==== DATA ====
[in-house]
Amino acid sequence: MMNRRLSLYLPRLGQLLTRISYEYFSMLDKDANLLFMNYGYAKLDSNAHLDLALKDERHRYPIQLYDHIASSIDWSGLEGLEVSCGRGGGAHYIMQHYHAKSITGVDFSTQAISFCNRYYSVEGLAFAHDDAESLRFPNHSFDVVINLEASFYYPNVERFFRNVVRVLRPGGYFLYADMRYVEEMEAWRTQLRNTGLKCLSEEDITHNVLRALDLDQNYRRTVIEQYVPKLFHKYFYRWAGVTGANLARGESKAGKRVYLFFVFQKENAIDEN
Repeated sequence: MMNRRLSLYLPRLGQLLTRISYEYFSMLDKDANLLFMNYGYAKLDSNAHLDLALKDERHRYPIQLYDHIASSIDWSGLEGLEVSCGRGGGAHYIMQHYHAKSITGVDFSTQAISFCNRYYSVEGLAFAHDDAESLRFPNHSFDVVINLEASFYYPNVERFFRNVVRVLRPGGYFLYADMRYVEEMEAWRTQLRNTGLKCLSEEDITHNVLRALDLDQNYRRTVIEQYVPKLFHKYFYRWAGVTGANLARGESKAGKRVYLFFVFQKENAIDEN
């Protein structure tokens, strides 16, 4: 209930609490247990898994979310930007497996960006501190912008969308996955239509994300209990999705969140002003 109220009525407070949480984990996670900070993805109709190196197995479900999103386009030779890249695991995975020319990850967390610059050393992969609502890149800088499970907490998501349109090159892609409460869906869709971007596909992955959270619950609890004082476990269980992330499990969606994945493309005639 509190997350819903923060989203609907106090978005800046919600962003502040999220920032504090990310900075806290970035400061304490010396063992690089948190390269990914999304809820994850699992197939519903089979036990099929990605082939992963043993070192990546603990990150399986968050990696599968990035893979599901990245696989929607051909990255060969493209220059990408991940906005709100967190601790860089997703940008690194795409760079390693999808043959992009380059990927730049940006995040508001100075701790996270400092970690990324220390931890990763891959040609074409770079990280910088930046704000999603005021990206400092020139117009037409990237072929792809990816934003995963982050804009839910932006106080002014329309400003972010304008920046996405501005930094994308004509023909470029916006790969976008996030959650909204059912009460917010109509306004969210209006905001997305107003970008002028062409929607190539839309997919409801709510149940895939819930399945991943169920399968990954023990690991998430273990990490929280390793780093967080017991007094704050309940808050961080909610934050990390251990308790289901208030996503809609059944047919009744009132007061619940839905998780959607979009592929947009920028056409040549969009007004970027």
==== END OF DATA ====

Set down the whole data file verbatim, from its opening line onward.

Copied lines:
[in-house]
Amino acid sequence: MMNRRLSLYLPRLGQLLTRISYEYFSMLDKDANLLFMNYGYAKLDSNAHLDLALKDERHRYPIQLYDHIASSIDWSGLEGLEVSCGRGGGAHYIMQHYHAKSITGVDFSTQAISFCNRYYSVEGLAFAHDDAESLRFPNHSFDVVINLEASFYYPNVERFFRNVVRVLRPGGYFLYADMRYVEEMEAWRTQLRNTGLKCLSEEDITHNVLRALDLDQNYRRTVIEQYVPKLFHKYFYRWAGVTGANLARGESKAGKRVYLFFVFQKENAIDEN
Repeated sequence: MMNRRLSLYLPRLGQLLTRISYEYFSMLDKDANLLFMNYGYAKLDSNAHLDLALKDERHRYPIQLYDHIASSIDWSGLEGLEVSCGRGGGAHYIMQHYHAKSITGVDFSTQAISFCNRYYSVEGLAFAHDDAESLRFPNHSFDVVINLEASFYYPNVERFFRNVVRVLRPGGYFLYADMRYVEEMEAWRTQLRNTGLKCLSEEDITHNVLRALDLDQNYRRTVIEQYVPKLFHKYFYRWAGVTGANLARGESKAGKRVYLFFVFQKENAIDEN
């Protein structure tokens, strides 16, 4: 209930609490247990898994979310930007497996960006501190912008969308996955239509994300209990999705969140002003 109220009525407070949480984990996670900070993805109709190196197995479900999103386009030779890249695991995975020319990850967390610059050393992969609502890149800088499970907490998501349109090159892609409460869906869709971007596909992955959270619950609890004082476990269980992330499990969606994945493309005639 509190997350819903923060989203609907106090978005800046919600962003502040999220920032504090990310900075806290970035400061304490010396063992690089948190390269990914999304809820994850699992197939519903089979036990099929990605082939992963043993070192990546603990990150399986968050990696599968990035893979599901990245696989929607051909990255060969493209220059990408991940906005709100967190601790860089997703940008690194795409760079390693999808043959992009380059990927730049940006995040508001100075701790996270400092970690990324220390931890990763891959040609074409770079990280910088930046704000999603005021990206400092020139117009037409990237072929792809990816934003995963982050804009839910932006106080002014329309400003972010304008920046996405501005930094994308004509023909470029916006790969976008996030959650909204059912009460917010109509306004969210209006905001997305107003970008002028062409929607190539839309997919409801709510149940895939819930399945991943169920399968990954023990690991998430273990990490929280390793780093967080017991007094704050309940808050961080909610934050990390251990308790289901208030996503809609059944047919009744009132007061619940839905998780959607979009592929947009920028056409040549969009007004970027």